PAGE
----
- Optimizing Purchase Journeys: Improve in-store marketing by identifying the critical decision-making moments in the shopping journey to engage shoppers. Offer strong messaging and eliminate purchase barriers and friction points at these, to drive shoppers down the purchase funnel.
Purchase Journeys vary by category, some may be very simple with low decision stakes, while for more “considered” categories (like medicine, beauty products, specialty foods), there may be many influencers on their purchase. Having a detailed understanding of brand targets’ full journey is critical for success – learn more here
- Personalize the Experience: Use demographic and behavioral data to tailor shopping encounters. McKinsey research finds 71% of consumers expect a personalized experience and 76% are frustrated when they don’t get one.
- Optimize Product Placement: Pinpoint high-traffic zones in-store or online for strategic product displays, or dual product placement. Going on “shopalongs” with shoppers provides marketers very eye-opening insights on how quickly people actually shop (often just seconds), with many on “auto-pilot” mode. Breaking through with new products or promotions requires creative marketing effort.
2. Effective Marketing and Promotions:
- Boost Online Presence: Consumers across all generations now expect an Omni-Channel experience. Prioritize product visibility and addressing shoppers’ information needs (product features, benefits, reviews, etc.) across the right digital and e-commerce platforms.
Find more statistics at Statista
- Personalize offers: Leverage purchase histories and retail shopping basket analysis to get cross-promotion ideas and design ultra-relevant offers. Analyses of syndicated panel data from Nielsen or Circana (previously IRI) can yield insights to build high ROI strategies as well as influence retail partners to deploy promotions.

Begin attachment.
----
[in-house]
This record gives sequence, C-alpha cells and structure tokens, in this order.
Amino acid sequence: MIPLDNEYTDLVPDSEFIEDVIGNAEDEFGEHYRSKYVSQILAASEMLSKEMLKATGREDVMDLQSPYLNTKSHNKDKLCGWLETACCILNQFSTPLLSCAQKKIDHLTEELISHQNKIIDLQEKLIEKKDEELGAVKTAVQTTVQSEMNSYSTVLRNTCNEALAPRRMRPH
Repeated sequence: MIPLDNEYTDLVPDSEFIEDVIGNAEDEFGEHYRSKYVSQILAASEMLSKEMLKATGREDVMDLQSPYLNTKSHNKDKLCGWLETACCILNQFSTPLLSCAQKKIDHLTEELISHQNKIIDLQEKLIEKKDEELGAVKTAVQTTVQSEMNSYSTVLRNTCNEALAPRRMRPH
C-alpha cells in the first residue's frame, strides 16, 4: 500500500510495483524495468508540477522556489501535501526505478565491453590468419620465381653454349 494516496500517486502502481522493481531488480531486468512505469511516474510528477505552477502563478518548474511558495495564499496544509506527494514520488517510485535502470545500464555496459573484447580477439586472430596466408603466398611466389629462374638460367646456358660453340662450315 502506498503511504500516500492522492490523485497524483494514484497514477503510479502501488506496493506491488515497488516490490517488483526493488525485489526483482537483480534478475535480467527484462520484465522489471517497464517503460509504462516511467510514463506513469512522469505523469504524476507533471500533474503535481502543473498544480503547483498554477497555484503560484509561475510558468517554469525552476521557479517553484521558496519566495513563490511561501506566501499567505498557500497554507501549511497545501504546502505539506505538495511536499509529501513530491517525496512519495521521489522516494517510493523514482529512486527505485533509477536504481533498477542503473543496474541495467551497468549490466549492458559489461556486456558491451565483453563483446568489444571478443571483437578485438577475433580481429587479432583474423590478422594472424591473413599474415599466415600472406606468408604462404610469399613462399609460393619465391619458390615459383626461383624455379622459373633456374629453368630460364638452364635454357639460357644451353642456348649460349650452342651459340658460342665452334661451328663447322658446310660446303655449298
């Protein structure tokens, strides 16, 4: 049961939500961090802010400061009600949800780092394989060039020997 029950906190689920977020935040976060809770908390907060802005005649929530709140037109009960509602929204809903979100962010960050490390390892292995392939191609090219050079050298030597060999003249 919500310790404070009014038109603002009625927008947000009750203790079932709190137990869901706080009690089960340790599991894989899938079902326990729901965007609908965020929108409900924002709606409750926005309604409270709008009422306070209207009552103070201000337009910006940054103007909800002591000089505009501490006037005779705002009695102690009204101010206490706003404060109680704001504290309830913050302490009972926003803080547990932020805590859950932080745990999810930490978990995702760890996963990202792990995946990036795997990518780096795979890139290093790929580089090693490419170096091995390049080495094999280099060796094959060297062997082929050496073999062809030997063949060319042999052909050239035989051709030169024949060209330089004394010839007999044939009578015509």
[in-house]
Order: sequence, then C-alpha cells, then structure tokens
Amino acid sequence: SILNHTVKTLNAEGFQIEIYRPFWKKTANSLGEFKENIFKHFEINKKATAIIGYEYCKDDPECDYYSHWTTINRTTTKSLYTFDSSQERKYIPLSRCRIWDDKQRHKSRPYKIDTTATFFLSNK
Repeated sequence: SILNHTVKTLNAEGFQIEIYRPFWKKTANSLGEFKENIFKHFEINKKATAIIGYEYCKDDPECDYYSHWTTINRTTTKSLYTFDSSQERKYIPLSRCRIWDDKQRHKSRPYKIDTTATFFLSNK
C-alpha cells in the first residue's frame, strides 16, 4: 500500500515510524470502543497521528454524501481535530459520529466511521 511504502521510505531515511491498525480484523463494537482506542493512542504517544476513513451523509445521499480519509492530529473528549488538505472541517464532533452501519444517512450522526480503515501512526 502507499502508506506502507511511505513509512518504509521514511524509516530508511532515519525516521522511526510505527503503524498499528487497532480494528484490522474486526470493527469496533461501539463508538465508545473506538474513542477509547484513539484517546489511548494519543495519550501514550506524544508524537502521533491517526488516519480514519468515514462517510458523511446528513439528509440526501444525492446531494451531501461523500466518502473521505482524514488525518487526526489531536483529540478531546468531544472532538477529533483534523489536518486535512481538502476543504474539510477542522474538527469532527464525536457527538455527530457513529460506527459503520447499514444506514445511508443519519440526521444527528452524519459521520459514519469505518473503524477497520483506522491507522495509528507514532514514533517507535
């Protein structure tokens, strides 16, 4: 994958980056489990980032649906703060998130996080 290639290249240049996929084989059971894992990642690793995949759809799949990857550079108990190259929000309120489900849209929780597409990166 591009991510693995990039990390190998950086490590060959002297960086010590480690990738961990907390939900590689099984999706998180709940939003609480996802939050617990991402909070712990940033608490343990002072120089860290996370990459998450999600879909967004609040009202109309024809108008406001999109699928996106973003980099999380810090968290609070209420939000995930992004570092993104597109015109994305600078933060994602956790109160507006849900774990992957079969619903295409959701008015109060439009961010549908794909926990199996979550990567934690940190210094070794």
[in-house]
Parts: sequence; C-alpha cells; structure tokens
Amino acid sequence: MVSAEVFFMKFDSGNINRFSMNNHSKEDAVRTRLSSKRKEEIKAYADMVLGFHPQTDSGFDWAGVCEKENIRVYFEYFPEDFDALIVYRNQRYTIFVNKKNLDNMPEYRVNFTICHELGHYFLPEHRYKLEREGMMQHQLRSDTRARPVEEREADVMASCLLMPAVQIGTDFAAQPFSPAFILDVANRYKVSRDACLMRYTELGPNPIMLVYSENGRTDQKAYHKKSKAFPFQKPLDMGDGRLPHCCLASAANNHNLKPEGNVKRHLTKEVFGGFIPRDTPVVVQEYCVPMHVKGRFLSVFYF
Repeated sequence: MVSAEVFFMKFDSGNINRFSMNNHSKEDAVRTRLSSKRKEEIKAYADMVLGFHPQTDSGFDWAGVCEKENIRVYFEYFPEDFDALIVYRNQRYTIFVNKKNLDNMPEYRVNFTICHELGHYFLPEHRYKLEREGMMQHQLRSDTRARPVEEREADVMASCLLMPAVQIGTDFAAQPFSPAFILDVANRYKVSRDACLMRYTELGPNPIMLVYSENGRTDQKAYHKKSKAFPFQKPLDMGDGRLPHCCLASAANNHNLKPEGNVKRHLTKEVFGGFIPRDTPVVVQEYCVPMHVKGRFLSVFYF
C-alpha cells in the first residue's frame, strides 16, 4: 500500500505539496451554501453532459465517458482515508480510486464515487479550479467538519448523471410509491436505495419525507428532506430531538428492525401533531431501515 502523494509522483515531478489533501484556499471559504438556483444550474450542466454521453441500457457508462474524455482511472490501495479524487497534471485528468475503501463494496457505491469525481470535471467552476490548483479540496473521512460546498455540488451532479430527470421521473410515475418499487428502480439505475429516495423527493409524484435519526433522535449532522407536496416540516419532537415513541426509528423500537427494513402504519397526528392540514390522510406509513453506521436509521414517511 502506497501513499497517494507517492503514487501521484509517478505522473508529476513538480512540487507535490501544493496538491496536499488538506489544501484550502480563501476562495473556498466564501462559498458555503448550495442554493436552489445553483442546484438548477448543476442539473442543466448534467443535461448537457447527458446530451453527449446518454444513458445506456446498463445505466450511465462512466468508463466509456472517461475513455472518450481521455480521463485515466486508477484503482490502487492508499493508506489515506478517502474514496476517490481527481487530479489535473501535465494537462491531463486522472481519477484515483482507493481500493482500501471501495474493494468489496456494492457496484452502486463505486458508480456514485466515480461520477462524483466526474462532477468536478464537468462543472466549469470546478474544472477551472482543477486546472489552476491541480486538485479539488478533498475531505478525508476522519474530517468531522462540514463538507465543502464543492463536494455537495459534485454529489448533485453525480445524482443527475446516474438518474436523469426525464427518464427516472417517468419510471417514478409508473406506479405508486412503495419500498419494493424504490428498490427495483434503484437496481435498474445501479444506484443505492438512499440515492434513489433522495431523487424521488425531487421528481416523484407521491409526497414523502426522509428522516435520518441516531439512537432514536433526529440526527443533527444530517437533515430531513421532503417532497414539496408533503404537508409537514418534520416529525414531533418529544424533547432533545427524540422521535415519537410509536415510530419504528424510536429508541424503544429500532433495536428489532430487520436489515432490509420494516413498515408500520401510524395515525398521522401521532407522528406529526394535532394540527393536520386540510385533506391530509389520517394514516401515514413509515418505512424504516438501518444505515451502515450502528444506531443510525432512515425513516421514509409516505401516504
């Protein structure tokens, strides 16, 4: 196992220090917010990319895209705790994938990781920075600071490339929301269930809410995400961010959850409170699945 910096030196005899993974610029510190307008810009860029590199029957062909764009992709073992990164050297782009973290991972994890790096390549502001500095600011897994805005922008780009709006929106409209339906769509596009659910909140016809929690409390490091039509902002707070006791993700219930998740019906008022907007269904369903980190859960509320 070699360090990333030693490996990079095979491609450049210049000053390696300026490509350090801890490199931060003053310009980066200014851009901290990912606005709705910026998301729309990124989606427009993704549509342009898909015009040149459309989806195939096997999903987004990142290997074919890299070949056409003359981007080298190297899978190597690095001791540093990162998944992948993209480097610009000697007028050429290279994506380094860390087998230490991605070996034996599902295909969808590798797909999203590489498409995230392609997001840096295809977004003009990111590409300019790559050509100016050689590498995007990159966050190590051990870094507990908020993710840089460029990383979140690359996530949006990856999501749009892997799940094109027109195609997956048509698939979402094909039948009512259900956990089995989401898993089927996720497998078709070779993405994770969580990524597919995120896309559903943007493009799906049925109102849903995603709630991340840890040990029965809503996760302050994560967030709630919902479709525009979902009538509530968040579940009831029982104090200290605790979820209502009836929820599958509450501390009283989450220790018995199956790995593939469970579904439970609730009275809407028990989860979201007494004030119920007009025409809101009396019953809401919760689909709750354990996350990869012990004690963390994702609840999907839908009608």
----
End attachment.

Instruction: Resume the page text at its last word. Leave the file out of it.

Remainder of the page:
- Develop Seasonal Campaigns: Craft marketing strategies based on seasonal shopping behaviors. Categories will vary in their seasonality, with the Holidays spiking for those where food is involved, while health categories often spike in the beginning of the year with new resolutions.
3. Product Strategy and Loyalty Programs:
- Refine Product Assortments: Evaluate the performance and shopper preferences of different sales channels and optimize assortments accordingly. Understanding the different shopping trip “missions” for categories is key to building strategies for both retailers and products. E.g., the trip type for buying potato chips differs when buying at a local convenience store vs a club retailer like Costco.
McKinsey shows shopper behaviors differing by occasion and need:
- Foster Loyalty: Design programs that reward consistent buyers by leveraging retailers’ frequent shopper data.
- Evaluate and Optimize: Consumer behavior and market dynamics are constantly evolving. Regularly assess sales channels' performance and continuously optimize.
- Ongoing tracking of performance, including execution of planned strategies, using syndicated data or primary research is critical to flex programs to ensure success.
Types of Shopper Insight Studies